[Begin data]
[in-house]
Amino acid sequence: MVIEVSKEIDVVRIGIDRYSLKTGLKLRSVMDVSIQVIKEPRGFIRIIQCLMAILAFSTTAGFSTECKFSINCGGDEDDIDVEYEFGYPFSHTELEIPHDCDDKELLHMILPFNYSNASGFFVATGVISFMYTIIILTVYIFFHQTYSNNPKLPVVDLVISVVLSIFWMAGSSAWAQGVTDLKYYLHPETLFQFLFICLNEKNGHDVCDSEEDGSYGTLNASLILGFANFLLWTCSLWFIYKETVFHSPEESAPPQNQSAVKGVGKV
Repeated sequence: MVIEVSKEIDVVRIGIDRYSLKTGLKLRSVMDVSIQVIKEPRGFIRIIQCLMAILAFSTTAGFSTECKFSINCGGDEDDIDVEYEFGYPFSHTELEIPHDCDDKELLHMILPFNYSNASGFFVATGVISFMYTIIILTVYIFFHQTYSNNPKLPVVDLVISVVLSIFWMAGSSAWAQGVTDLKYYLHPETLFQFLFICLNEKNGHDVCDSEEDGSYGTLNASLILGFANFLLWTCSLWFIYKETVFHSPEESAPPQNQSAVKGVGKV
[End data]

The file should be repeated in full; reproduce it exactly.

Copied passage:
[in-house]
Amino acid sequence: MVIEVSKEIDVVRIGIDRYSLKTGLKLRSVMDVSIQVIKEPRGFIRIIQCLMAILAFSTTAGFSTECKFSINCGGDEDDIDVEYEFGYPFSHTELEIPHDCDDKELLHMILPFNYSNASGFFVATGVISFMYTIIILTVYIFFHQTYSNNPKLPVVDLVISVVLSIFWMAGSSAWAQGVTDLKYYLHPETLFQFLFICLNEKNGHDVCDSEEDGSYGTLNASLILGFANFLLWTCSLWFIYKETVFHSPEESAPPQNQSAVKGVGKV
Repeated sequence: MVIEVSKEIDVVRIGIDRYSLKTGLKLRSVMDVSIQVIKEPRGFIRIIQCLMAILAFSTTAGFSTECKFSINCGGDEDDIDVEYEFGYPFSHTELEIPHDCDDKELLHMILPFNYSNASGFFVATGVISFMYTIIILTVYIFFHQTYSNNPKLPVVDLVISVVLSIFWMAGSSAWAQGVTDLKYYLHPETLFQFLFICLNEKNGHDVCDSEEDGSYGTLNASLILGFANFLLWTCSLWFIYKETVFHSPEESAPPQNQSAVKGVGKV